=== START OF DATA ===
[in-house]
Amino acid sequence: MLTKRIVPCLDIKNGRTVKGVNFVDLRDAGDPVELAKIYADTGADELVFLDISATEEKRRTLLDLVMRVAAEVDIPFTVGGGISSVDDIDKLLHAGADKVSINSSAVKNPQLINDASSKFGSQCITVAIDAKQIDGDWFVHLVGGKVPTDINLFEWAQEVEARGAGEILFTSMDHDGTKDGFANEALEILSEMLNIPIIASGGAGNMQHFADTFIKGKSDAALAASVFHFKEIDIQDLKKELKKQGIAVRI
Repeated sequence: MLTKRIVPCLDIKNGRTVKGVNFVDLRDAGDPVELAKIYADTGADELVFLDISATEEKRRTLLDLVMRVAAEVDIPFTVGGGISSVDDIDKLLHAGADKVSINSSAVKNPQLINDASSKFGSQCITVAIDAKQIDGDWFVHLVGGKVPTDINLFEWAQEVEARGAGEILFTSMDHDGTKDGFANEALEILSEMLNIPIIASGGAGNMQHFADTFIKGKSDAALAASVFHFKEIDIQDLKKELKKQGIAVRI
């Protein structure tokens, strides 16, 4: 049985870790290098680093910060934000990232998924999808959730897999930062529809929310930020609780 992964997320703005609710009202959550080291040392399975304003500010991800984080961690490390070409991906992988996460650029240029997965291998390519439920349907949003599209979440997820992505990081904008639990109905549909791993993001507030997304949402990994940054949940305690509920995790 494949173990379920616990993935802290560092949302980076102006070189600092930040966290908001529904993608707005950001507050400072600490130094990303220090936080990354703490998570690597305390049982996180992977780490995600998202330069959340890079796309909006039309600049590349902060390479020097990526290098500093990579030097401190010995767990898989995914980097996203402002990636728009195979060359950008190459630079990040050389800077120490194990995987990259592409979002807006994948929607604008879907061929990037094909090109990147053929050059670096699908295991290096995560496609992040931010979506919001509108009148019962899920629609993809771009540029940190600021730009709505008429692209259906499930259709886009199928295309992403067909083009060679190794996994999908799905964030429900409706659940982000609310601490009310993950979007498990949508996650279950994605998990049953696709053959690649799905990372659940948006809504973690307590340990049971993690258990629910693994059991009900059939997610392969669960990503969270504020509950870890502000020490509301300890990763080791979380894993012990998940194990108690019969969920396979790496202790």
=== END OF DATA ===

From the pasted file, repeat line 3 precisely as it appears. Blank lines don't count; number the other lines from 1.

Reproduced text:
Repeated sequence: MLTKRIVPCLDIKNGRTVKGVNFVDLRDAGDPVELAKIYADTGADELVFLDISATEEKRRTLLDLVMRVAAEVDIPFTVGGGISSVDDIDKLLHAGADKVSINSSAVKNPQLINDASSKFGSQCITVAIDAKQIDGDWFVHLVGGKVPTDINLFEWAQEVEARGAGEILFTSMDHDGTKDGFANEALEILSEMLNIPIIASGGAGNMQHFADTFIKGKSDAALAASVFHFKEIDIQDLKKELKKQGIAVRI